Before I had kids I thought that having babies would complete me. This was, of course, utter shite. I did not feel complete. I felt tired, useless, inadequate and had no idea who I was anymore. I had to build my identity back up over a period of years (two bouts of post-natal depression didn't help). Luckily, I had two incredible young souls to show me the way - with giggles and tears and mystery and honesty, they have shown me that I am capable of so much more than I realised. And that I was complete all along.


Since becoming a parent I have learned that judgement gets flung at you from all angles. Whether it's tight-lipped pensioners in Asda, a stuck-up GP with too many opinions on dummies, or a haggle of online mums who really ought to know better - there will always be somebody to tell you you're doing it all wrong. My advice? Don't take it on board. And while we're on the subject, be careful of judging other parents too - most of us are in the 'doing-the-best-we-can' club.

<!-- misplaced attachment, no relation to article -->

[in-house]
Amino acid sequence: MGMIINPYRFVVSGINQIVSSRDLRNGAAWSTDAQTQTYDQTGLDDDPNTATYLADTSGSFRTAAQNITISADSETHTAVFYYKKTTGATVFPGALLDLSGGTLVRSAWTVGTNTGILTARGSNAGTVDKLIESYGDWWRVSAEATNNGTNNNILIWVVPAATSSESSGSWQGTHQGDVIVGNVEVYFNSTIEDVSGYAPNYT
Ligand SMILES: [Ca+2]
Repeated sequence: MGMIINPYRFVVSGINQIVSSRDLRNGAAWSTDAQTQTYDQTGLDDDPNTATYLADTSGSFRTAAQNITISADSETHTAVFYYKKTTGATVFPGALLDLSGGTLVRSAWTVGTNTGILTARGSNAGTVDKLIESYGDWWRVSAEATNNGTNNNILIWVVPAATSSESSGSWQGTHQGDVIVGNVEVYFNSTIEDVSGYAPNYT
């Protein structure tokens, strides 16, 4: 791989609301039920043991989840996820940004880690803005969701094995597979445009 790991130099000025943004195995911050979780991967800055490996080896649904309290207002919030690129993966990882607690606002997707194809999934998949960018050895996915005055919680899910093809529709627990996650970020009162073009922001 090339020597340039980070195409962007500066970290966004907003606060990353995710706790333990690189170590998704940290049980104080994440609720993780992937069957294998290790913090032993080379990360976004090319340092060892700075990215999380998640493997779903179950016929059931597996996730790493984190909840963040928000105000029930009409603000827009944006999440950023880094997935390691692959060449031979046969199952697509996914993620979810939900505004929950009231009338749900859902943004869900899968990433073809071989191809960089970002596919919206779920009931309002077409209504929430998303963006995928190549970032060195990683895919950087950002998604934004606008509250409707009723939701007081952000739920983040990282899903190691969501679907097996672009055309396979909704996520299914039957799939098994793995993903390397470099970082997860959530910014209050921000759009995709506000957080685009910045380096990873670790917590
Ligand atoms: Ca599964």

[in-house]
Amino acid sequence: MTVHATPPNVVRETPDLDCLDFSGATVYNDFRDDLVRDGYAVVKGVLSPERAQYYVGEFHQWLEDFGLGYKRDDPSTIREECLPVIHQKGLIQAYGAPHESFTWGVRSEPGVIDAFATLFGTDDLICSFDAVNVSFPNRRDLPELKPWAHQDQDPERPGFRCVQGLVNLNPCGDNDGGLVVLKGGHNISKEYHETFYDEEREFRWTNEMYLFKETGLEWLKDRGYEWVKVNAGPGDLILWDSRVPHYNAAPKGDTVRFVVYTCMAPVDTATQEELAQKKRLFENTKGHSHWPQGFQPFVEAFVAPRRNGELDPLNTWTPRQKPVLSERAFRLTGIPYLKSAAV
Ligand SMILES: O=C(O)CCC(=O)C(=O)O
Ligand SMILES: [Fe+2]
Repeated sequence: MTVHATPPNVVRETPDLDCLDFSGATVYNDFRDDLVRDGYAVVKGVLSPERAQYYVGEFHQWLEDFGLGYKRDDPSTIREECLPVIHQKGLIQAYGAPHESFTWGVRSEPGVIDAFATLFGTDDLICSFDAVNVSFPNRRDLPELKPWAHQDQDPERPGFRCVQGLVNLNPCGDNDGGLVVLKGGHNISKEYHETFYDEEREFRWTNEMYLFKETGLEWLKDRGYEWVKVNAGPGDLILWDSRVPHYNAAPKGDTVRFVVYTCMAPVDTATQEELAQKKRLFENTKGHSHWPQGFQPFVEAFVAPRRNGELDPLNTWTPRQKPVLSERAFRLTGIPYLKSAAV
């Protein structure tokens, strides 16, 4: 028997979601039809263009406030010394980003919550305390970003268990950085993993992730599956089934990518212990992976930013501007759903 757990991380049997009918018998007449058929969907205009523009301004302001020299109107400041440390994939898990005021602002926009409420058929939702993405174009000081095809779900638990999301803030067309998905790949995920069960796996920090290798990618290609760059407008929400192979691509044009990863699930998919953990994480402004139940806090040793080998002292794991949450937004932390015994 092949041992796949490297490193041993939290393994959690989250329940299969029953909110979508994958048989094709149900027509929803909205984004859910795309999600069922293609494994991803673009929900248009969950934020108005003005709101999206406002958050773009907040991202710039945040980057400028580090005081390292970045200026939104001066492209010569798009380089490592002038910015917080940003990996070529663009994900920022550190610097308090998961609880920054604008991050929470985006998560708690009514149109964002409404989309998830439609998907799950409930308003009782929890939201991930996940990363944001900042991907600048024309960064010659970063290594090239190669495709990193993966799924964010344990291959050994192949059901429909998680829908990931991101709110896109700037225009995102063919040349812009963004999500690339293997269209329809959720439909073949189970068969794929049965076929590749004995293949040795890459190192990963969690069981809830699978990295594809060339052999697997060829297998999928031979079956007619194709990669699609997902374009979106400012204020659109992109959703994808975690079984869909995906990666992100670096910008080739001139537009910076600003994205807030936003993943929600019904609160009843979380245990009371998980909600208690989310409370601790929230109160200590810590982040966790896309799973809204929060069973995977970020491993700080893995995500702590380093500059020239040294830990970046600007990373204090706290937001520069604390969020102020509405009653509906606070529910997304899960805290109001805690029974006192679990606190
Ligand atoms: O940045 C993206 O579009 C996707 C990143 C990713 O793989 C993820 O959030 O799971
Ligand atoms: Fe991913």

We all just want our kids to be kind, don't we? And on that note, my hubby came up with a cool idea a couple of years ago. During the Islamic month of Ramadan (when Muslims don't eat or drink from sun-up to sun-down), he suggested we make a kindness calendar where we fill each day with a kind act. This way, we can all experience the unquestionable sorcery of kindness and how it ripples out into the world.

L is for LOVE